Stories from the Stringam Family Ranches of Southern Alberta

From the 50s and 60s to today . . .



Sunday, November 20, 2016

The Passing of the Torch

Foreground: Ranch.
Background: Machinery Hill
On the Stringam Ranch, there was a hill.
A large hill.
It had old machinery parked on top.
We called it the 'Old Machinery Hill'.
Okay, so creative, we weren't.
There, could be found the outdated, outmoded and discarded mechanical devices of ranch life.
Mowers, haybines, cultivators, tractors, cars and trucks.
All past their 'best-before' date.
All neatly parked in rows.
My brothers spent many blissful hours on that hill, deconstructing the various machines (and machine engines) to be found.
Excitedly, they would point out to me the valves and sprockets pulled from this amazing machine and 'Wow! Aren't they fantastic?!' Then proceed to explain just how these intricate little marvels fit into the whole 'making-this-machine-bale-hay' scenario.
To which I would nod and smile. Then run off to see what the horses were doing.
But that was just the beginning of my brothers' mechanical adventures.
Throughout their lives, I can picture them with various machine parts spread out neatly as they re-constructed and fine-tuned.
Something that still goes on today.
I should probably mention that the 'mechanical bug' hit me as well.
Later.
I took apart, fixed and re-assembled in my world, too.
Mom's piano-organ. Her toaster. Iron.
The only thing that defeated me were the clippers.
Oh, and the washing machine and I have a history, too.
But we won't mention those.
Please, let us not mention those.
Moving ahead . . .
Our four-year-old grandson was playing quietly in their basement.
A little too quietly.
Usually this heralded trouble.
His mother went to check.
She found him with one of his sister's musical toys disassembled in front of him.
Part of it had stopped working.
The need for new batteries had been ruled out because the other parts were still working.
He had rummaged through his father's tools and found the screwdriver he needed.
Then proceeded to take the toy apart.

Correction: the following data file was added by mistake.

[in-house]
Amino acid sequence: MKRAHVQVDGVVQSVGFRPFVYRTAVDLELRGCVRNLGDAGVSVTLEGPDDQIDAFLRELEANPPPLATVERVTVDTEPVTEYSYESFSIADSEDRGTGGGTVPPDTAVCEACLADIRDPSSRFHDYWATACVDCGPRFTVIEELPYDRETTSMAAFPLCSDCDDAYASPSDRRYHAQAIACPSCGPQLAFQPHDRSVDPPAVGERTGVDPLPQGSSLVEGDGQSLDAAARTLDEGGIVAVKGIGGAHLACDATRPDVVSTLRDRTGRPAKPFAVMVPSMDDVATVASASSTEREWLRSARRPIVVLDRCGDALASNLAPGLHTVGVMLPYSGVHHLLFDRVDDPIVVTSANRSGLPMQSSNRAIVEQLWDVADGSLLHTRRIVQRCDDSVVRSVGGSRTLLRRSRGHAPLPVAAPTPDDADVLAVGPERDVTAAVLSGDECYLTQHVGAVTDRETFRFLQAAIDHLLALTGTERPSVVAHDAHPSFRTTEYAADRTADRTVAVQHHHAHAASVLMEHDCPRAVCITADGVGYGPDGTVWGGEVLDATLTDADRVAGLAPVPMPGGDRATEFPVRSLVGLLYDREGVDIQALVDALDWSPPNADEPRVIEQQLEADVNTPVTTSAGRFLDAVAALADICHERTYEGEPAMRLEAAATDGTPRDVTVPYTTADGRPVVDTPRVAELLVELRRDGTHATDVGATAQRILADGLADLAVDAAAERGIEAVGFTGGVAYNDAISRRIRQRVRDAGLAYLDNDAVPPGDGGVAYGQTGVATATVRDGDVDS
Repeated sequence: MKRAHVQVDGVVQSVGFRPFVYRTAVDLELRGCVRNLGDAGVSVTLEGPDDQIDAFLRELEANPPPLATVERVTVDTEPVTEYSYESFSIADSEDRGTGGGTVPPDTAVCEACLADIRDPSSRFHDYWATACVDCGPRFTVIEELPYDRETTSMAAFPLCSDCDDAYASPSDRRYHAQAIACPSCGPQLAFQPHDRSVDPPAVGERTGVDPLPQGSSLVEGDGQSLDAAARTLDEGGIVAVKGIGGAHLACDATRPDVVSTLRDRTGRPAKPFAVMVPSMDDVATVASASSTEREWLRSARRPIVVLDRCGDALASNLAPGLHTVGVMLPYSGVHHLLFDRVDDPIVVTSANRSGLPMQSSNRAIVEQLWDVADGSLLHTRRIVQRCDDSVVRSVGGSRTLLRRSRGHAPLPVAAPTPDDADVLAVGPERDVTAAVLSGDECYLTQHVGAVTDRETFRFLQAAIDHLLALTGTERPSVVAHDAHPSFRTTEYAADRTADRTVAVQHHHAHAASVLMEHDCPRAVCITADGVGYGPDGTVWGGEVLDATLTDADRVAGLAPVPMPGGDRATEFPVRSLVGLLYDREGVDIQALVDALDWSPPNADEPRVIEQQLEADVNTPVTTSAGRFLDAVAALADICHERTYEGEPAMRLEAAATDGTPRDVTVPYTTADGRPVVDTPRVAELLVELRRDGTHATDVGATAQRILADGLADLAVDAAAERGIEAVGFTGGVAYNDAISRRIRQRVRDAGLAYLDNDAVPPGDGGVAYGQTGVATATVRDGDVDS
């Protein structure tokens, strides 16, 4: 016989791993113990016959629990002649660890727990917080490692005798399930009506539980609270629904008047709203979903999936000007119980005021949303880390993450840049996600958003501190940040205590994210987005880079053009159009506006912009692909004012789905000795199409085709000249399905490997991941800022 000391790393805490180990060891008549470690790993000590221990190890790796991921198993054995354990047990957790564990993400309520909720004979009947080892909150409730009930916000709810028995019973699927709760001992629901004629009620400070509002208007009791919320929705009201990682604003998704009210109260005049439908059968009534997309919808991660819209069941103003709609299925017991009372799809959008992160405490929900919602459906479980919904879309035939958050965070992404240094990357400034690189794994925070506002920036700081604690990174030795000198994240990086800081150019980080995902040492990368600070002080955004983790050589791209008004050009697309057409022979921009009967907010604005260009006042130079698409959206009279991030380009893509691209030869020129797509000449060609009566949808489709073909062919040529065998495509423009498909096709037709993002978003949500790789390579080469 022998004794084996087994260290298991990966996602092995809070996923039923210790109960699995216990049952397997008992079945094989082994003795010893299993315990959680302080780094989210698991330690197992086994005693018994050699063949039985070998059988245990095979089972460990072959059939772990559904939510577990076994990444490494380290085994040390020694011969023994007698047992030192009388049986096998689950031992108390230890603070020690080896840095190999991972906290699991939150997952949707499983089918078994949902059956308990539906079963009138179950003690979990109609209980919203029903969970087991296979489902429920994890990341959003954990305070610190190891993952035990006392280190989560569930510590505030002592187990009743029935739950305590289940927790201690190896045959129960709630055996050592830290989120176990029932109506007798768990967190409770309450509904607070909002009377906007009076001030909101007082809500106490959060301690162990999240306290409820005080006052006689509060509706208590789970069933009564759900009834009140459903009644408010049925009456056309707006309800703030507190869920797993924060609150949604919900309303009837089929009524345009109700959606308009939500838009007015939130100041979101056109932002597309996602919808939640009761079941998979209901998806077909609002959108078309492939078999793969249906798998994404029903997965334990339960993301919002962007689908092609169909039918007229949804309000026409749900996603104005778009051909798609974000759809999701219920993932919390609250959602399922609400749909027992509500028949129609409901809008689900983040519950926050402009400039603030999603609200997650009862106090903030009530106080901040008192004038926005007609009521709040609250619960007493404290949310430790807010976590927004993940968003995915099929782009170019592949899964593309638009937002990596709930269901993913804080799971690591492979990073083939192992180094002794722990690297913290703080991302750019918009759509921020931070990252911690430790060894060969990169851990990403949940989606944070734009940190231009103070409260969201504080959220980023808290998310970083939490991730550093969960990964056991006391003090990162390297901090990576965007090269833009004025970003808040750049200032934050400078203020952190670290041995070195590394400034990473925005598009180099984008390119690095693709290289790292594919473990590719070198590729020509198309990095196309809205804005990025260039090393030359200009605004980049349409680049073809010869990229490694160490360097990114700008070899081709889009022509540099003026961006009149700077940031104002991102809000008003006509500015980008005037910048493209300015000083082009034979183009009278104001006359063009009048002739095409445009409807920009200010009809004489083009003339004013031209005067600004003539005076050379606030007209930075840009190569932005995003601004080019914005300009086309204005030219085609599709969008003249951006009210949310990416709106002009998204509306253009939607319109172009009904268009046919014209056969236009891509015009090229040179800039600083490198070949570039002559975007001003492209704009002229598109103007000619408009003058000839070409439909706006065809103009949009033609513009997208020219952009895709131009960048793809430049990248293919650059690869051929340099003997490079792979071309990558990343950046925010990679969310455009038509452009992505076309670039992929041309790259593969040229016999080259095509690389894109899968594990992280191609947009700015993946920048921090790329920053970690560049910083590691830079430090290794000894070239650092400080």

This was when his mother came in.
He looked up at her.
“It wasn't working,” he said calmly. “So I'm fixing it.”
Now remember, this boy had just turned four.
The two of them saw that a wire had become disconnected.
They reconnected.
No response.
“It has a micro-chip,” he said suddenly, pointing. “See? It's fit in right there. Maybe it just needs a new micro-chip.”
His mother stared at him. “You're probably right,” she said, finally.
When she told us the story, I was reminded suddenly of my brothers.
With their tools.
And their sprockets and wheels.
The torch is truly passed.
The newest generation . . .
Photo Credit

12 comments:

  1. Every family needs a fixer...or two...or three.

    ReplyDelete
    Replies
    1. I think I'm raising a couple more. I can rent them out . . .

      Delete
  2. I love that picture of your grandson, and this story!

    I lack both interest and aptitude for fixing mechanical things, but show me something that needs duct tape and I'm right on it. Hah.

    ReplyDelete
    Replies
    1. A duct tape woman. I never knew that about you! I'm sure we must be kindred spirits. Remind me to tell you about me and adhesive tape . . .

      Delete
    2. And on that note, I once heard packing tape described as "women's duct tape". Personally I use them both. And now I need to know what I've been missing out on regarding adhesive tape. Consider yourself reminded :)

      Delete
  3. When my son fixed his jammed VHS tape of Winnie the Pooh when he was five (without help) I knew for sure he would be a fixer. Sure enough, he works in a machine shop now that he's an adult. I think he would have taken right to ranch life.

    ReplyDelete
    Replies
    1. And he definitely would have been welcome! :)

      Delete
  4. We definitely all need fixers. That is a torch which needs to be passed. Sadly I would drop it.

    ReplyDelete
  5. My brother is a fixer and usually had a part left over, since the object in question was working again, he'd declare that part a spare and stash it away some where. I don't "fix" unless I know what's wrong and how to, usually just new batteries, but I do take things apart for thorough cleaning and then put them back together again.

    ReplyDelete
    Replies
    1. Well done! I can get them apart. That's where I run aground . . .

      Delete
  6. I am impressed! Certainly the next generation of the apple not falling far from the tree.

    ReplyDelete

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